I hate cubicles with a passion and I know I’m not the only one. The guy who came up with the idea of the cubicle went to his grave hating them worse than I do. They were supposed to be emergency office space, something to be used as a result of a crisis or disaster, not something folks had to effectively live in for hours on end. A few years back, Conan O’Brien visited Intel and compared its cubicle farm to hell. Intel redid the entire floor after he left.
Way back in 2007, I saw progress to address this cubicle problem but, sadly, progress hasn’t been what I’d hoped.https://o1.qnsr.com/log/p.gif?;n=203;c=204663295;s=11915;x=7936;f=201904081034270;u=j;z=TIMESTAMP;a=20410779;e=i
Well, apparently Steelcase, which sells a ton of cubicles, along with Microsoft, got the memo. They are collaborating on making a line of office furniture and accessories that could actually make you want to come in to work again.
I think the most memorable cubicle experience I ever had was going to a now shut-down IBM site in San Jose, where the accounting and HR folks were put into a beautiful, new, all-glass building, but not allowed to see the view. You see, some executive thought that people would fight to get a cubicle by a window so they put a walkway around the perimeter of the building and walled it off so no one could actually see outside. Except for the top floor, where the executives had expansive views of the valley in their well-appointed offices. The top folks got a view; the folks who did the work got something like eight stories of above-ground basement and fluorescent light. I had a nice big office with no windows and it felt like being locked in solitary confinement for the day. I only spent a couple of years at that site, but thinking back, it felt like more than a decade.
IBM was hardly alone. The cubicle mentality ranged, and still ranges, from small to large companies. And largely because firms are heavily cost focused, and didn’t seem to care that much about productivity, or at least, couldn’t measure it as well, the executives focused on the costs they could see and not the productivity they couldn’t. However, with the application of analytics, suddenly firms are coming to grips with problems associated with excess absence, sickness and mental health issues tied to slamming people into fluorescent lighted hell pits for weeks on end. Fortunately, also, a few of these executives who came out of these pits had something called “empathy” and also felt motivated to fix the problems.
Microsoft and Steelcase Solutions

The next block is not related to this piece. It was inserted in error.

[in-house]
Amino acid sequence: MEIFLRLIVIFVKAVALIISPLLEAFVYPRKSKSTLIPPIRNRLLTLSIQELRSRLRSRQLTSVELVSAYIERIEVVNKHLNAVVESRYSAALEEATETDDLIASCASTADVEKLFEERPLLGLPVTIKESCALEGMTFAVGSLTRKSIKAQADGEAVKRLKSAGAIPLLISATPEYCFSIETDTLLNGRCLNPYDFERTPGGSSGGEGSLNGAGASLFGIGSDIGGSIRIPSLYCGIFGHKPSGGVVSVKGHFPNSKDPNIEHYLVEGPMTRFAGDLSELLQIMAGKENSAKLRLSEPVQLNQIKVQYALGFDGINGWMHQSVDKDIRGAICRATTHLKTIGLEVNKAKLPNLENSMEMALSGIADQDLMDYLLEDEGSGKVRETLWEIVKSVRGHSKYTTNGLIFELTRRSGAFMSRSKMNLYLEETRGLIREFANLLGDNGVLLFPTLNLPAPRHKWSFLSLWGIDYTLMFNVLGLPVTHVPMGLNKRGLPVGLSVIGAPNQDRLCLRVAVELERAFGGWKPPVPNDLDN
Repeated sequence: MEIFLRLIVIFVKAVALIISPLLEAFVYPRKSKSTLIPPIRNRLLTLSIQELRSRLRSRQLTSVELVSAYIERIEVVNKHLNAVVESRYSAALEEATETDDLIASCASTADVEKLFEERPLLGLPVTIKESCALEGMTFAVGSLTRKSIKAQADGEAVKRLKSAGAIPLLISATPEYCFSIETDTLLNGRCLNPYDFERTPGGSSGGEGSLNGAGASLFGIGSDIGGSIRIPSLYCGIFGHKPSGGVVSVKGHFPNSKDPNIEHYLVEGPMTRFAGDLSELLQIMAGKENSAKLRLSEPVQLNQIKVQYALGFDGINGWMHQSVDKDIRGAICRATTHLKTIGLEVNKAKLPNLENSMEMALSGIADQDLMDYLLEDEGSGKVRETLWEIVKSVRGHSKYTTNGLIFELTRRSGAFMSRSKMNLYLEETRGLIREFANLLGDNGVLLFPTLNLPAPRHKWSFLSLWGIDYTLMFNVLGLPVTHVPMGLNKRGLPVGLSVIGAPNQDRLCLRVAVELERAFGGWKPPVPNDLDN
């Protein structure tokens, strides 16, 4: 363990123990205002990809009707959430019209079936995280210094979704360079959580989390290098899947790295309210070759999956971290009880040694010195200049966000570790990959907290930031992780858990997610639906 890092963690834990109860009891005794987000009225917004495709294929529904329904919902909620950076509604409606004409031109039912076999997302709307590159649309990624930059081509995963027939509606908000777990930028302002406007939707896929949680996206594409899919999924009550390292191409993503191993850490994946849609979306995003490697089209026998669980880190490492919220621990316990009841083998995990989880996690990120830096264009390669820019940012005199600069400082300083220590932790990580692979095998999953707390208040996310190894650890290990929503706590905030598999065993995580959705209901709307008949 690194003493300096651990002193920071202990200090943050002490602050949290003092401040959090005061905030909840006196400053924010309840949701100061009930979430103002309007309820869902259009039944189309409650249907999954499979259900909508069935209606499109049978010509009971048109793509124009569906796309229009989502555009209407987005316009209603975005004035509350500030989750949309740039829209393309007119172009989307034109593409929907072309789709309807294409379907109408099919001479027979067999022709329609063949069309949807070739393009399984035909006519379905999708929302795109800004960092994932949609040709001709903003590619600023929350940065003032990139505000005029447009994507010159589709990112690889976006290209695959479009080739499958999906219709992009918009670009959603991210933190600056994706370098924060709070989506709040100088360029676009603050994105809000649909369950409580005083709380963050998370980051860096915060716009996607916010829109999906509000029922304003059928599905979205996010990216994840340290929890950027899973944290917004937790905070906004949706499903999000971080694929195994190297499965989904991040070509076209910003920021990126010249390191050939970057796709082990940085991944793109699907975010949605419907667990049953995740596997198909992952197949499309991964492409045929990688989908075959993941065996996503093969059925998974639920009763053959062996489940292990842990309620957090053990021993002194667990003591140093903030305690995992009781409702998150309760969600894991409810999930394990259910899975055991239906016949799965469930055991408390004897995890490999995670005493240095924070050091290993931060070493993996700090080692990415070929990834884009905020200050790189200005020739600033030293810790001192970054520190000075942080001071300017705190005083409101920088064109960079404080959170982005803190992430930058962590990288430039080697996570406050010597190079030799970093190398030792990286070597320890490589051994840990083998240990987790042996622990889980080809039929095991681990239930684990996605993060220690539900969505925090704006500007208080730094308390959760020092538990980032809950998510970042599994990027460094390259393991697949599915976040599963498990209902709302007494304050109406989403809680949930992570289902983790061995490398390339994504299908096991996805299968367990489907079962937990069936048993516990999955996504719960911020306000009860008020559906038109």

Microsoft and Steelcase are proposing something closer to open-plan designs. Yes, they do have a version of cubicles, but their version has low walls. This allows employees to see out into the building and not feel walled off; they are less likely to feel they are in a space smaller than would be legally allowed for criminals in solitary confinement.
You’ll notice standing desks as part of the proposal. I have a Steelcase treadmill desk myself that I should likely use more often, but these things are life savers because, increasingly, we are connecting chronic health problems to folks sitting too much.
Offices have windows so that people can see out and feel a stronger part of the working community, and collaboration spaces are less like large versions of walled boxes and more conducive to people actually working with each other rather than talking at each other. The Microsoft Surface Hub stands out as a major part of this and it is uniquely designed to make people who are remote feel more like they are part of the collaborative process. On Surface, it is interesting to note that Steelcase has created unique micro-cubicle desks specifically for those who are hoteling or need some privacy, specifically designed for products similar to the Surface like 2-in-1 laptops and optimized for the unique kickstand that partially defines that product. You can see an example of this type of work space at the bottom of this page.
Wrapping Up: Work Spaces Influence Employee Health
We’re having issues with younger and older working people. Young people coming in and facing cubicles and a strict work ethic are having surprisingly high rates of mental health issues, and those who have been sitting on their butts for most of their careers are having a whole host of medical problems, all of which are dramatically reducing productivity and raising medical insurance costs. Microsoft and Steelcase appear to be recognizing this problem and moving to address it, hopefully both with offerings to their customers and changes to their own working environments. In the end, I think that every firm should take a look around and realize it is time to recognize and step up to addressing this problem and end the pervasive hell of traditional cubicle farms and windowless offices.
Maybe then, fewer people will end up feeling like Joe in this clip. I’m sure more than one of us can identify with Joe’s departing words and that is just sad.
Rob Enderle is President and Principal Analyst of the Enderle Group, a forward-looking emerging technology advisory firm. With over 30 years’ experience in emerging technologies, he has provided regional and global companies with guidance in how to better target customer needs; create new business opportunities; anticipate technology changes; select vendors and products; and present their products in the best possible light. Rob covers the technology industry broadly. Before founding the Enderle Group, Rob was the Senior Research Fellow for Forrester Research and the Giga Information Group, and held senior positions at IBM and ROLM. Follow Rob on Twitter @enderle, on Facebook and on Google+